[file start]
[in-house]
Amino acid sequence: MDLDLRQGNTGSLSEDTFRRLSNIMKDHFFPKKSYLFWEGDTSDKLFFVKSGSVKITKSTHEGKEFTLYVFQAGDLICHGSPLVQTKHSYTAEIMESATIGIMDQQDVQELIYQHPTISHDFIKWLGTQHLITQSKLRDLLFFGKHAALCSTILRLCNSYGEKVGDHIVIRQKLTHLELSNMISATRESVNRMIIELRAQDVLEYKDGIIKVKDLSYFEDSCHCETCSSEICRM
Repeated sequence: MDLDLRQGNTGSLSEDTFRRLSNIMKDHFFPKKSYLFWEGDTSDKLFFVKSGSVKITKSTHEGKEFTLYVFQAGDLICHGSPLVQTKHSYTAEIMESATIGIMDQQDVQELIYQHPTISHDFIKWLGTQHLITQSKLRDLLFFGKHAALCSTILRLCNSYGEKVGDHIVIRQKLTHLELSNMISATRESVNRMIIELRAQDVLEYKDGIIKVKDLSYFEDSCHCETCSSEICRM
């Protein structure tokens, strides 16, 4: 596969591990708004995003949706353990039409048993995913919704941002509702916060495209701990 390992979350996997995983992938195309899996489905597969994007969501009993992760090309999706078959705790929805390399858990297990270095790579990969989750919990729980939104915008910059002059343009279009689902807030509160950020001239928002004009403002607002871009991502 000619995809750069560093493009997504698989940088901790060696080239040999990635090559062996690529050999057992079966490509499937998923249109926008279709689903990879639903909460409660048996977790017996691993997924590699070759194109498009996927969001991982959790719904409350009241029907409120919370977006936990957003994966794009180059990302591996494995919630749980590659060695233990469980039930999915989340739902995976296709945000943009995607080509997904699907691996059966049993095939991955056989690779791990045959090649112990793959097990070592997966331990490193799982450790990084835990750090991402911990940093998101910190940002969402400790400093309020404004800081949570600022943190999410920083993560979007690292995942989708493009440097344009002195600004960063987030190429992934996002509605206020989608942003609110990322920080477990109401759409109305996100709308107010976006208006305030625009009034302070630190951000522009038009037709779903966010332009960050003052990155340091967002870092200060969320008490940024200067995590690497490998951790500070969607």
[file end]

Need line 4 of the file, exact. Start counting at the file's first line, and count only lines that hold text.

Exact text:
């Protein structure tokens, strides 16, 4: 596969591990708004995003949706353990039409048993995913919704941002509702916060495209701990 390992979350996997995983992938195309899996489905597969994007969501009993992760090309999706078959705790929805390399858990297990270095790579990969989750919990729980939104915008910059002059343009279009689902807030509160950020001239928002004009403002607002871009991502 000619995809750069560093493009997504698989940088901790060696080239040999990635090559062996690529050999057992079966490509499937998923249109926008279709689903990879639903909460409660048996977790017996691993997924590699070759194109498009996927969001991982959790719904409350009241029907409120919370977006936990957003994966794009180059990302591996494995919630749980590659060695233990469980039930999915989340739902995976296709945000943009995607080509997904699907691996059966049993095939991955056989690779791990045959090649112990793959097990070592997966331990490193799982450790990084835990750090991402911990940093998101910190940002969402400790400093309020404004800081949570600022943190999410920083993560979007690292995942989708493009440097344009002195600004960063987030190429992934996002509605206020989608942003609110990322920080477990109401759409109305996100709308107010976006208006305030625009009034302070630190951000522009038009037709779903966010332009960050003052990155340091967002870092200060969320008490940024200067995590690497490998951790500070969607």